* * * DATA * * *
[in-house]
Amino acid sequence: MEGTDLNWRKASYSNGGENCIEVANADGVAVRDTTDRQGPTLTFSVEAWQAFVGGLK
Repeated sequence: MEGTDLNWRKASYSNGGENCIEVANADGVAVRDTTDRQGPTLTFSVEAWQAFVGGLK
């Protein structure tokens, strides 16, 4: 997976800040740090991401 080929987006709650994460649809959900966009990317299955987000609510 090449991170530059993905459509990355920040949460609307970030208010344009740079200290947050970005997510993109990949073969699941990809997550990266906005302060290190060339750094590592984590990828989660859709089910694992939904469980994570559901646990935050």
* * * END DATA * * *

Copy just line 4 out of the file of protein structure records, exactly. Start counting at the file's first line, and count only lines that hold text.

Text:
């Protein structure tokens, strides 16, 4: 997976800040740090991401 080929987006709650994460649809959900966009990317299955987000609510 090449991170530059993905459509990355920040949460609307970030208010344009740079200290947050970005997510993109990949073969699941990809997550990266906005302060290190060339750094590592984590990828989660859709089910694992939904469980994570559901646990935050």